At inaugural food-as-medicine summit, HHS announces partnerships to bolster the movement

The U.S. Department of Health & Human Services (HHS) announced new private-public partnerships to support the food as medicine movement at its first-ever summit on the topic on Wednesday.

HHS will be teaming up with Instacart, a grocery delivery company and two nonprofits, the Rockefeller Foundation and Feeding America. They will exchange research, communication and implementation of programs and policy priorities to advance the collective understanding of food as medicine.

The all-day summit held Wednesday in Washington, D.C., featured panels on the relationship between nutrition and health for hundreds of educators, community engagement managers, scientists and other stakeholders. It was also livestreamed for the public.

The partnerships are the result of a Congress-funded effort in 2023, through which HHS is developing the first federal tool kit as well as implementation guidance for food-as-medicine. The goal is to implement a federal strategy to reduce nutrition-related chronic diseases and food insecurity through diet-related research and programmatic efforts that will increase access to food-is-medicine interventions.

“We seek to help accelerate interventions and build strategies to expand successful programs to more eligible Americans. The Biden-Harris Administration is using every lever available to drive new innovations in policy, and deliver durable solutions that improve our health," HHS Secretary Xavier Becerra said in an announcement. 

These efforts are also in line with the White House National Strategy on Hunger, Nutrition and Health, with the goal of ending hunger and increasing healthy eating and physical activity by 2030.

In partnership with HHS, Instacart’s health initiative, launched in 2022, will leverage its tech, partnerships, research and advocacy to expand access to nutritious food and scale food as medicine programs. 

"At Instacart, we believe in the power of food as medicine, which is why we're building new technologies, advancing research and advocating for policies that make it as easy for providers to prescribe food as it is to prescribe medicine," Dani Dudeck, chief corporate affairs officer at Instacart, said in a press release. "Together, we can ensure the food as medicine movement reaches every family and community across the country."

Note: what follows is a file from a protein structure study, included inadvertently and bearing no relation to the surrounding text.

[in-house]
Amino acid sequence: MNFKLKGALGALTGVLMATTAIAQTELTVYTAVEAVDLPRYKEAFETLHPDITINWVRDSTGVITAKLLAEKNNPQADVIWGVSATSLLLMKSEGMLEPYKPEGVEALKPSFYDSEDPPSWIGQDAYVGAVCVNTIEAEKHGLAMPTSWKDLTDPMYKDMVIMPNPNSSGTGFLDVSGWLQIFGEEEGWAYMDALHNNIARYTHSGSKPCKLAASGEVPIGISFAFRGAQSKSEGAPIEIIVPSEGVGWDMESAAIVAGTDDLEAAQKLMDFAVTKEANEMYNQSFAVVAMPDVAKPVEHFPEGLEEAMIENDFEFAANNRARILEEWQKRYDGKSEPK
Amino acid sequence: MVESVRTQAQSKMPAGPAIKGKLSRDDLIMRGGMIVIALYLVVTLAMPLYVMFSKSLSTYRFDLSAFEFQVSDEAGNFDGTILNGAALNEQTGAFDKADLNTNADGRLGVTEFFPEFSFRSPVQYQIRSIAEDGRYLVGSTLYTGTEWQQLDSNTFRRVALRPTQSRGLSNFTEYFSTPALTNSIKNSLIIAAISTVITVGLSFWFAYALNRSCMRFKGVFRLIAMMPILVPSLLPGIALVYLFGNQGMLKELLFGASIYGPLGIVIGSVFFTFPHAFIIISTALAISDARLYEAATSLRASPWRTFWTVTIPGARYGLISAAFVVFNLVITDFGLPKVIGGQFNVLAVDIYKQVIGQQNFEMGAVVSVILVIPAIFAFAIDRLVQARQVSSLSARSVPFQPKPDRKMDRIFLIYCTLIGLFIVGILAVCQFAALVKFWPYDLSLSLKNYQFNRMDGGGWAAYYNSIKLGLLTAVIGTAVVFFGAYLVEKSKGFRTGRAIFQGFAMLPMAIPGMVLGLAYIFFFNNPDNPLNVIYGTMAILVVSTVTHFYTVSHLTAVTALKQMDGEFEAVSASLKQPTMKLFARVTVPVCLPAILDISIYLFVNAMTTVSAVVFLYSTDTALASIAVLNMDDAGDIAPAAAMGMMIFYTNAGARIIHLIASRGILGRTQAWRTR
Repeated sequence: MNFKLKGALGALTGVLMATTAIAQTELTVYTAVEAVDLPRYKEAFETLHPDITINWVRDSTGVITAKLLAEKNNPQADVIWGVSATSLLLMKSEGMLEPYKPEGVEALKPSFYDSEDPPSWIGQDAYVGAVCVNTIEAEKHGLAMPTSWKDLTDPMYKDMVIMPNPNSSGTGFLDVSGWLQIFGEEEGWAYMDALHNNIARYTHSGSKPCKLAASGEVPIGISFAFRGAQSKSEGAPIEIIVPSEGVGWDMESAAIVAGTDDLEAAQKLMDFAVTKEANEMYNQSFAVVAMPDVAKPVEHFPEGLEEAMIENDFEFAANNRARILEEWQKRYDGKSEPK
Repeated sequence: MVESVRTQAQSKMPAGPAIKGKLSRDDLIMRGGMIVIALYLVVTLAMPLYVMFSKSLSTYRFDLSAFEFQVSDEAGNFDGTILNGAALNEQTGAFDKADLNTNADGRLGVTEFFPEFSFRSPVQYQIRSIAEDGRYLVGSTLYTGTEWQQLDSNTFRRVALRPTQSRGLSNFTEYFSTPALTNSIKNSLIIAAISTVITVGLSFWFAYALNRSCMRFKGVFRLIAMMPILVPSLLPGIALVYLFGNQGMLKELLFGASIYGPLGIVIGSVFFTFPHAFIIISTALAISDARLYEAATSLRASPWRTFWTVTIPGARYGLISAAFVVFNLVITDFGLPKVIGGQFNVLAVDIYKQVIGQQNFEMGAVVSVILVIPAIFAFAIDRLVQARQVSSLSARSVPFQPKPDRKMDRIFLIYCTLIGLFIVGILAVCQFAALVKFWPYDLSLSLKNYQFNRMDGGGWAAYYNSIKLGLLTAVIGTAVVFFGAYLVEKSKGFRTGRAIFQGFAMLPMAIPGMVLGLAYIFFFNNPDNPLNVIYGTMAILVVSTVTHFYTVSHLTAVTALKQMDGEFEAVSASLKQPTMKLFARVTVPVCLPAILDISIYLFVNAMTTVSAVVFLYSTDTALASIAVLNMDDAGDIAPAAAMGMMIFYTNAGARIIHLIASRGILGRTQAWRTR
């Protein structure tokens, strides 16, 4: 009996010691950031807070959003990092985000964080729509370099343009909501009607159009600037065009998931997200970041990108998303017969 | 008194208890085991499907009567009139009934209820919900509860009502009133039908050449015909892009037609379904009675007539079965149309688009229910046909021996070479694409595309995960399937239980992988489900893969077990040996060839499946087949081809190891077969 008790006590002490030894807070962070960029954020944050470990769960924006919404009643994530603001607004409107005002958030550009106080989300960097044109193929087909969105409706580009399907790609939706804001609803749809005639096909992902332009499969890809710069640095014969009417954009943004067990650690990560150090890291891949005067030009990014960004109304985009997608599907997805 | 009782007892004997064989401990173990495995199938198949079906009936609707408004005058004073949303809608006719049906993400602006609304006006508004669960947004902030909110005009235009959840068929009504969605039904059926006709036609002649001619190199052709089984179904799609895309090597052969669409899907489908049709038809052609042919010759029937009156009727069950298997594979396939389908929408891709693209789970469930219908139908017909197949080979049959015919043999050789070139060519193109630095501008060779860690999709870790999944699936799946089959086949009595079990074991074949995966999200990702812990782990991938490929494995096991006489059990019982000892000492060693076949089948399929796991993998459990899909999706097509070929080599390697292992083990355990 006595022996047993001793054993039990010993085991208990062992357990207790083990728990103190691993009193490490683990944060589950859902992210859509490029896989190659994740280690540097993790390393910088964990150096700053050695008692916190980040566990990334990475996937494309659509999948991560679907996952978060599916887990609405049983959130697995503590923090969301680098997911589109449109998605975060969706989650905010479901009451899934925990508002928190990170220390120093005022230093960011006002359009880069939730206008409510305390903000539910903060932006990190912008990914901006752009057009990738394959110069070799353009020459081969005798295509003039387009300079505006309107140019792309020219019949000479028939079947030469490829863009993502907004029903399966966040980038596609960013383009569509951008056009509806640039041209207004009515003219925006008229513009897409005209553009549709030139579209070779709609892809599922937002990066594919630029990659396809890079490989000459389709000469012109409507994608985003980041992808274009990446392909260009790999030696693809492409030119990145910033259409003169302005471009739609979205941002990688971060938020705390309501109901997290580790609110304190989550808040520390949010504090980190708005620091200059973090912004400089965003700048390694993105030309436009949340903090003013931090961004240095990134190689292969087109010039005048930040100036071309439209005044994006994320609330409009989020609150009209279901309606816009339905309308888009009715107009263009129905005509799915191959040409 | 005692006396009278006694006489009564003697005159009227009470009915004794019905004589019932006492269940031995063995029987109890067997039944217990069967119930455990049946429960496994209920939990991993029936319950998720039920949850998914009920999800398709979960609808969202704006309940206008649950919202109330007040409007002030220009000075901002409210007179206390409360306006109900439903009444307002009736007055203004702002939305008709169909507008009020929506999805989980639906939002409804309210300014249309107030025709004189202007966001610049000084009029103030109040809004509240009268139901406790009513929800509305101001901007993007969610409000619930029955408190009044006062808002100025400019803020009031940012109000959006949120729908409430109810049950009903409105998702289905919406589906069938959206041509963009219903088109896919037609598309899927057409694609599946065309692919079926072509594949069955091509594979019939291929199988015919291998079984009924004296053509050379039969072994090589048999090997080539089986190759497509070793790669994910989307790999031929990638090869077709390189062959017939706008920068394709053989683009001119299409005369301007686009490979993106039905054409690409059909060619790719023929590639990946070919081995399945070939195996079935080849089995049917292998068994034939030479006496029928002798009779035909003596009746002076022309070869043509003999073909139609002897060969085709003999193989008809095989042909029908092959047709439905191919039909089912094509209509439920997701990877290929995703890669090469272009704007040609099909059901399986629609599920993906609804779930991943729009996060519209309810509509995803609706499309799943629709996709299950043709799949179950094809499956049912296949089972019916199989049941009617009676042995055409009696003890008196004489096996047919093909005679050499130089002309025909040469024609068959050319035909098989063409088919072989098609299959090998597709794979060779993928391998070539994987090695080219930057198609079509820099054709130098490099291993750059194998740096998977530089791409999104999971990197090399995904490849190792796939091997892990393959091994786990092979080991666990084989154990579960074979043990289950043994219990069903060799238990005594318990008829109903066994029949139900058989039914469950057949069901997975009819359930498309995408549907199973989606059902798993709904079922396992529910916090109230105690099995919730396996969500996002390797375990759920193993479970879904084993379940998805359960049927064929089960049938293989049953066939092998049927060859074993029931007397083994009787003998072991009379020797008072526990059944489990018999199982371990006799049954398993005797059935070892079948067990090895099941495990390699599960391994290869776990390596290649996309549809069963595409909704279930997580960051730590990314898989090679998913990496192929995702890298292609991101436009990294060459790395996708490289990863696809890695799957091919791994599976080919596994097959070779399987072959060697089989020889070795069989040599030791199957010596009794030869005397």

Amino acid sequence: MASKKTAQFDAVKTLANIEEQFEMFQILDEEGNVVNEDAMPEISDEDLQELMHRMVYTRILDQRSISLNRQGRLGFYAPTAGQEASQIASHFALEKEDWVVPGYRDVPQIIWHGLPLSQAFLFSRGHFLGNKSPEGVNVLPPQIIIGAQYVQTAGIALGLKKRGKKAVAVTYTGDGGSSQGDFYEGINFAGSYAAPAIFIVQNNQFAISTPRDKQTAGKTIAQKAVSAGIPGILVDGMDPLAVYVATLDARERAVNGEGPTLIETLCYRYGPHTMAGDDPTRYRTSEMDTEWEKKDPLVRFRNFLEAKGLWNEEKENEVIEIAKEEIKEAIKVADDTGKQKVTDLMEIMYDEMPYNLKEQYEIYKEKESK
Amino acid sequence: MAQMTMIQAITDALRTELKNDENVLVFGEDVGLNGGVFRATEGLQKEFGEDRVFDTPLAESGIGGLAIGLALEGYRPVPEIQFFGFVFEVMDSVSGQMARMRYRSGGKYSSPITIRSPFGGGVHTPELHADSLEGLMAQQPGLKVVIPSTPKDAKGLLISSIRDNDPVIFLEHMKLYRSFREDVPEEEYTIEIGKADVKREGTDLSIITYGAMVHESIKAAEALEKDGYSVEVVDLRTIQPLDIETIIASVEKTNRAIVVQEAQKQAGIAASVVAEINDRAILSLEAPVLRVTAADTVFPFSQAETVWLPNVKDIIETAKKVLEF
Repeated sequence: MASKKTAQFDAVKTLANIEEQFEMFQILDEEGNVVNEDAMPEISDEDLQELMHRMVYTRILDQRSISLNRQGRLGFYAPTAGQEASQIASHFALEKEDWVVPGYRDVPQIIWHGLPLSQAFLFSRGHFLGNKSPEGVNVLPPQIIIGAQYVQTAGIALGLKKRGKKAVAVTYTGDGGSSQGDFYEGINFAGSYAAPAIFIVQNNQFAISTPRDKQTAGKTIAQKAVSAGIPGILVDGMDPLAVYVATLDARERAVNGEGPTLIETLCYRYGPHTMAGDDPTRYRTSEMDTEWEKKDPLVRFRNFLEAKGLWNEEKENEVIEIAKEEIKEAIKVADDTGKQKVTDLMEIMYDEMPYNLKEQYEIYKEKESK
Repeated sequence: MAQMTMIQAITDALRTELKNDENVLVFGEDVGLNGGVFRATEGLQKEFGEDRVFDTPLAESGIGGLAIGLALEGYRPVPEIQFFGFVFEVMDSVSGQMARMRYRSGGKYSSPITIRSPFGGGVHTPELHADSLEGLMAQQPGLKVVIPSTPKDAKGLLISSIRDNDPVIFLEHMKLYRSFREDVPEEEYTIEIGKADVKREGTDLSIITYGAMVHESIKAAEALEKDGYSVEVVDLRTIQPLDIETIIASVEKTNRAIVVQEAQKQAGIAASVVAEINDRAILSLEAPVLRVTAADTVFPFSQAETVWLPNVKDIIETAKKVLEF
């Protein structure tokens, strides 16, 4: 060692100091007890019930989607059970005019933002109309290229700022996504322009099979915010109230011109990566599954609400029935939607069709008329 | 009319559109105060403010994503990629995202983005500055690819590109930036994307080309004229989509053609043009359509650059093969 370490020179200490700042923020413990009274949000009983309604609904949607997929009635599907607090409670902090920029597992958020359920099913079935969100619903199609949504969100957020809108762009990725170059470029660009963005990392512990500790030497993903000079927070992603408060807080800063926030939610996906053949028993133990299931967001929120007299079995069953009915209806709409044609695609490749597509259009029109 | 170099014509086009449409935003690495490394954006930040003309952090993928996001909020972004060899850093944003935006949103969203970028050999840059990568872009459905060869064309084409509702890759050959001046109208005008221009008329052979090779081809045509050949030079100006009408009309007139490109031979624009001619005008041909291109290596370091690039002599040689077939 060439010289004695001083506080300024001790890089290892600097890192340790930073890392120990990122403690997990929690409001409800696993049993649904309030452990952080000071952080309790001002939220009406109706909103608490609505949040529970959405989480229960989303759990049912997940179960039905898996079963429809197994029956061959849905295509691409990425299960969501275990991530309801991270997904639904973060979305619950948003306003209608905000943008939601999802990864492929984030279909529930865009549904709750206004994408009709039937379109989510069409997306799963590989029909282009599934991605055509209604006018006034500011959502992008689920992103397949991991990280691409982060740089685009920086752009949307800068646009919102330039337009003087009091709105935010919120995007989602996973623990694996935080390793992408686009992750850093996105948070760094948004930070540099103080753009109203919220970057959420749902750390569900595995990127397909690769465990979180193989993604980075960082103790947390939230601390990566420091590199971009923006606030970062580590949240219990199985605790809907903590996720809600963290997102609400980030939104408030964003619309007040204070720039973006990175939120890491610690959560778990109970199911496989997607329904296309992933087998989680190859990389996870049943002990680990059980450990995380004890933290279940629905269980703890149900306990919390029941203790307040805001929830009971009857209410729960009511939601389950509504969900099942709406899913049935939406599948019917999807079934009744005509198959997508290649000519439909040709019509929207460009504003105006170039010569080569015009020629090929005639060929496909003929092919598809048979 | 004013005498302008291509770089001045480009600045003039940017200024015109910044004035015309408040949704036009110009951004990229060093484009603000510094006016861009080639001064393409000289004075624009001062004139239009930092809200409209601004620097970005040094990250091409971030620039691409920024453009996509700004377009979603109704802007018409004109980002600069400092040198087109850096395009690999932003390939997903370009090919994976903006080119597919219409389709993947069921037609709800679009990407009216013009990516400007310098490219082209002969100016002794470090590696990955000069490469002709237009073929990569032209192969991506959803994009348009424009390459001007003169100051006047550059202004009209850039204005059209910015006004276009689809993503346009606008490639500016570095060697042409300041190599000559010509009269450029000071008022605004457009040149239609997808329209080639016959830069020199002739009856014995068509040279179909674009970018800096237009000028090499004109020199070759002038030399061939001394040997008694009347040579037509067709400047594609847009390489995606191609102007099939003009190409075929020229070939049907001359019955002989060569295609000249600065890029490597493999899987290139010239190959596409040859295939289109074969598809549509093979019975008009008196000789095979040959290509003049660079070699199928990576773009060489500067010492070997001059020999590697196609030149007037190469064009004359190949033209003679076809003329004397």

The Rockefeller Foundation is a New York nonprofit that leads in integrating nutrition into healthcare. It will work with HHS to identify how food-as-medicine programs can lead to better health outcomes, particularly for the underserved, and save millions of dollars in healthcare costs. It will also engage a broader public audience in the movement and identify opportunities and barriers to support greater uptake. 

Also on Wednesday, the Rockefeller Foundation announced it will invest an additional $80 million over the next five years to advance food as medicine programs in the U.S., bringing its total commitment to more than $100 million since 2019. The bulk of the latest funding, $51 million, will go to the American Heart Association (AHA). 

The AHA has a Health Care by Food initiative, a multi-year effort to identify effective food as medicine approaches. The AHA announced the first 19 food-as-medicine research projects last week. 

“The healthcare system needs evidence-informed tools and solutions to address root causes of diet-related disease and ultimately save lives,” Nancy Brown, AHA CEO, said in a press release. “With support from The Rockefeller Foundation, the American Heart Association is proud to work with researchers, practitioners, healthcare providers and patients to build a world-class Food Is Medicine research, advocacy and education initiative.”

Feeding America is part of a nationwide network of food banks, food pantries and community-based organizations that works to address hunger. The HHS partnership will elevate its food as medicine program, which was launched in partnership with Elevance Health Foundation in 2019. 

The program helps healthcare partners screen patients for food insecurity at visits and connects them to food assistance resources. It also assists neighbors who qualify for public benefits programs like SNAP and the Special Supplemental Nutrition Program for WIC.